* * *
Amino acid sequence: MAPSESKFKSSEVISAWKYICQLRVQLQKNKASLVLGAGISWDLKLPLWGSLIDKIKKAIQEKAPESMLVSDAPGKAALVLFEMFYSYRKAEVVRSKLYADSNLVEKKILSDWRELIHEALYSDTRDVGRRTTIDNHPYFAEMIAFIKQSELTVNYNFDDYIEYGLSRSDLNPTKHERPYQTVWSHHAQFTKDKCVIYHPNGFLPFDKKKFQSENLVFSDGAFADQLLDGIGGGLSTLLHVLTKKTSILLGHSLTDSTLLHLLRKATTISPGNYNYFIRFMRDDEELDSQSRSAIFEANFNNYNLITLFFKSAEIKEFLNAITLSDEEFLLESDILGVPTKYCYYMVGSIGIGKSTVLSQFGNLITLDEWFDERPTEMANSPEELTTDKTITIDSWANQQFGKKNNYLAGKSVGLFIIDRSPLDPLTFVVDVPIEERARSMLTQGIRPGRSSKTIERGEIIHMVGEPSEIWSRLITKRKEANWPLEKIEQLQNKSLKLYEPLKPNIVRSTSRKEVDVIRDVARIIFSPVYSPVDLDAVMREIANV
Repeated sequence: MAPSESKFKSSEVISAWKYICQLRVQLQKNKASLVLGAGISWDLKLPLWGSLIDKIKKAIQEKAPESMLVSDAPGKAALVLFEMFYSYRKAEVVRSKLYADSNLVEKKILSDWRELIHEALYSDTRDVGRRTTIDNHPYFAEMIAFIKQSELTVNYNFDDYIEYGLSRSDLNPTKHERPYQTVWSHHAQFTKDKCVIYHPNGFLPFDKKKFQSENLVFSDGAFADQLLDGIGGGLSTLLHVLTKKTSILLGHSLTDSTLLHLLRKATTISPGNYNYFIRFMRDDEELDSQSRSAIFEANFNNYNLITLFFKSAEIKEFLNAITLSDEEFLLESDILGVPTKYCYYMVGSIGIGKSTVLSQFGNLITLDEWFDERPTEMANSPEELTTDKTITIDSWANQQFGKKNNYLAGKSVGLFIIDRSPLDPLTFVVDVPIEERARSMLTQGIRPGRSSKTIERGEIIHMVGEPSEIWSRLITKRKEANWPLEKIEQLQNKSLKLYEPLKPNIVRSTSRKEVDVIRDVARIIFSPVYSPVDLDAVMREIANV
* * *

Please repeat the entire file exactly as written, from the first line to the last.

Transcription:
Amino acid sequence: MAPSESKFKSSEVISAWKYICQLRVQLQKNKASLVLGAGISWDLKLPLWGSLIDKIKKAIQEKAPESMLVSDAPGKAALVLFEMFYSYRKAEVVRSKLYADSNLVEKKILSDWRELIHEALYSDTRDVGRRTTIDNHPYFAEMIAFIKQSELTVNYNFDDYIEYGLSRSDLNPTKHERPYQTVWSHHAQFTKDKCVIYHPNGFLPFDKKKFQSENLVFSDGAFADQLLDGIGGGLSTLLHVLTKKTSILLGHSLTDSTLLHLLRKATTISPGNYNYFIRFMRDDEELDSQSRSAIFEANFNNYNLITLFFKSAEIKEFLNAITLSDEEFLLESDILGVPTKYCYYMVGSIGIGKSTVLSQFGNLITLDEWFDERPTEMANSPEELTTDKTITIDSWANQQFGKKNNYLAGKSVGLFIIDRSPLDPLTFVVDVPIEERARSMLTQGIRPGRSSKTIERGEIIHMVGEPSEIWSRLITKRKEANWPLEKIEQLQNKSLKLYEPLKPNIVRSTSRKEVDVIRDVARIIFSPVYSPVDLDAVMREIANV
Repeated sequence: MAPSESKFKSSEVISAWKYICQLRVQLQKNKASLVLGAGISWDLKLPLWGSLIDKIKKAIQEKAPESMLVSDAPGKAALVLFEMFYSYRKAEVVRSKLYADSNLVEKKILSDWRELIHEALYSDTRDVGRRTTIDNHPYFAEMIAFIKQSELTVNYNFDDYIEYGLSRSDLNPTKHERPYQTVWSHHAQFTKDKCVIYHPNGFLPFDKKKFQSENLVFSDGAFADQLLDGIGGGLSTLLHVLTKKTSILLGHSLTDSTLLHLLRKATTISPGNYNYFIRFMRDDEELDSQSRSAIFEANFNNYNLITLFFKSAEIKEFLNAITLSDEEFLLESDILGVPTKYCYYMVGSIGIGKSTVLSQFGNLITLDEWFDERPTEMANSPEELTTDKTITIDSWANQQFGKKNNYLAGKSVGLFIIDRSPLDPLTFVVDVPIEERARSMLTQGIRPGRSSKTIERGEIIHMVGEPSEIWSRLITKRKEANWPLEKIEQLQNKSLKLYEPLKPNIVRSTSRKEVDVIRDVARIIFSPVYSPVDLDAVMREIANV